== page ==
• PD Shaw Link

    I listened casually while clearing the table and checking homework, so I mainly listened to trigger words like “transconinental railroad.” Fallows’ piece seems anachronistic, judging the speech as a whole, shared experience.

    One bit that doesn’t seem to have gotten much attention was Obama looking earnestly into the camera calling for painful Medicare reform in order to save the system. Did that not get coverage because its not about “jobs”? Not credible? Not what people want to hear?

  • PD Shaw Link

    On the issue of timing of the stimulus, one of the benefits of cutting payroll taxes is that you have an easy way to put the money into the economy almost instantaneously. You just stop taking it off the paychecks on the day the law passes. This doesn’t appear to be the plan. For someone like me, self-employed/employer, that means the benefit of the proposed cuts if they passed into law next week, wouldn’t hit me until seven months from now, when the first quarterly estimated payment is due.

    On a side note, I wonder if in an era of slow growth, we are witnessing the deligitimization of the payroll tax as the means of funding SS/Med.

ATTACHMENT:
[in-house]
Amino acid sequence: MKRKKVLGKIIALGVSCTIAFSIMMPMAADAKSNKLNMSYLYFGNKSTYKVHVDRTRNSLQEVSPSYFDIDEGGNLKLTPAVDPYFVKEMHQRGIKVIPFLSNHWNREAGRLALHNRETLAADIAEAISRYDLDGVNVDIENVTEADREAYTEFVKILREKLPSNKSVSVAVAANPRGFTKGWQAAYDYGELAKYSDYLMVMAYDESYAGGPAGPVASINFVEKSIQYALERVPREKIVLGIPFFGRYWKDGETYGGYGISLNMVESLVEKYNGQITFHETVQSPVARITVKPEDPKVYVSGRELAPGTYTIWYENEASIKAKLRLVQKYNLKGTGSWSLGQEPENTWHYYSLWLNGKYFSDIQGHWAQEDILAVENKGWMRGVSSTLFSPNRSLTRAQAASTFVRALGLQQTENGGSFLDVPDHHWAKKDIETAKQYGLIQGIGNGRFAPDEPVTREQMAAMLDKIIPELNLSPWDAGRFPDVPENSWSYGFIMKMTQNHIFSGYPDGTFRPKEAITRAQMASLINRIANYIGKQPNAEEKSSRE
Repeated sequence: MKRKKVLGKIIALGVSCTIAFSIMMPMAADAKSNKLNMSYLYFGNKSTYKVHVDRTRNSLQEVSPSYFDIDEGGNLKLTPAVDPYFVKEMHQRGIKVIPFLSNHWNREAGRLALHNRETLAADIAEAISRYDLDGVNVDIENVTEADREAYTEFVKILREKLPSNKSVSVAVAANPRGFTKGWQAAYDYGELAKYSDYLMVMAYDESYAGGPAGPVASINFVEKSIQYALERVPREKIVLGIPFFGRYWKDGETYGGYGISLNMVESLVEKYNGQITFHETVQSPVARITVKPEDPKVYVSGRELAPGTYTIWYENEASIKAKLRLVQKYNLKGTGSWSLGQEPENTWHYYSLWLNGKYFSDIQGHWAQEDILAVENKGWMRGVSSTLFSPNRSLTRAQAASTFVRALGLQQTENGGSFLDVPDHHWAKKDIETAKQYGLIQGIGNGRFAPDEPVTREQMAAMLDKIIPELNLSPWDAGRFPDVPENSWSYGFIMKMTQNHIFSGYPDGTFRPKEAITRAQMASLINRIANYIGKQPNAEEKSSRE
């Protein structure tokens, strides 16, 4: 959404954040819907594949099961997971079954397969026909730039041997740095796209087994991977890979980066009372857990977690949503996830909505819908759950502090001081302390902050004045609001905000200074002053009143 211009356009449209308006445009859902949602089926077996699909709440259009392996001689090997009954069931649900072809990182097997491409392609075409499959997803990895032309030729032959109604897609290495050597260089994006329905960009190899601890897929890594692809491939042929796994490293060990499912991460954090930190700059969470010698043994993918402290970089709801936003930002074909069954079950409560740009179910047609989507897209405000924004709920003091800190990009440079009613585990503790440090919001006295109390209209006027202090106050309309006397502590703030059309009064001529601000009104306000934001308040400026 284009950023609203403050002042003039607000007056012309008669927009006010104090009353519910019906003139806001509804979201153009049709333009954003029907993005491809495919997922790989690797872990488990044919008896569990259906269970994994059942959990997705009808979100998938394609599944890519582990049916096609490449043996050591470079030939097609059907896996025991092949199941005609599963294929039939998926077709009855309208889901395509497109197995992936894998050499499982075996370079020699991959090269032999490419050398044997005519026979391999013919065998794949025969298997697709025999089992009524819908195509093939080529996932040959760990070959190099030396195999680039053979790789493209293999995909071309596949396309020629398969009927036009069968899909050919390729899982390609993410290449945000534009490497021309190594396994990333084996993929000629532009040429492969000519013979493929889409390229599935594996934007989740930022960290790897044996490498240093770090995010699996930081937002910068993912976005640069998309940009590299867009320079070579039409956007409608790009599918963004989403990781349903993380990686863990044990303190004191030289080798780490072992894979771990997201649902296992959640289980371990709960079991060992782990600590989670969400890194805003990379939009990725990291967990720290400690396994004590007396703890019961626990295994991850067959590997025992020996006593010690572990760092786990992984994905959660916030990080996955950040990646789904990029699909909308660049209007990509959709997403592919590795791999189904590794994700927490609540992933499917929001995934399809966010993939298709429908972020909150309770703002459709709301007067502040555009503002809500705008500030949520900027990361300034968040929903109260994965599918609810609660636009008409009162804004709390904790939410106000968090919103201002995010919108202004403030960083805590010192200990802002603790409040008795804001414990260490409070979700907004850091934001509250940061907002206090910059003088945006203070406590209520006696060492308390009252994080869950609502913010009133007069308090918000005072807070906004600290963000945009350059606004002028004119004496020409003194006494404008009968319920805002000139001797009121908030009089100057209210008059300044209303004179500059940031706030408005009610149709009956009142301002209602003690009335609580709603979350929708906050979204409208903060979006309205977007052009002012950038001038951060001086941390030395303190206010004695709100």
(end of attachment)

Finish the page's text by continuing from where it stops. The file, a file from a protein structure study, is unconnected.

• TastyBits Link

    The Bellman himself they all praised to the skies–
    Such a carriage, such ease and such grace!
    Such solemnity, too! One could see he was wise,
    The moment one looked in his face!

    He had bought a large map representing the sea,
    Without the least vestige of land:
    And the crew were much pleased when they found it to be
    A map they could all understand.

    “For the Snark was a Boojum, you see.”

  • PD Shaw Link

    Awesome Carolling this week at the Glittering Eye.

  • Icepick Link

    One bit that doesn’t seem to have gotten much attention was Obama looking earnestly into the camera calling for painful Medicare reform in order to save the system. Did that not get coverage because its not about “jobs”? Not credible? Not what people want to hear?

    You mean he didn’t already fix Medicare with the ACA? Forsooth!


    And yes, the payroll tax is now completely useless for funding Medicare and SS. We know that because they can’t even cover current expenses anymore. Last night just compounded that: POTUS made a concrete proposal to cut funding for Medicare and SS in half, with a vague promise of future corrections.

  • steve Link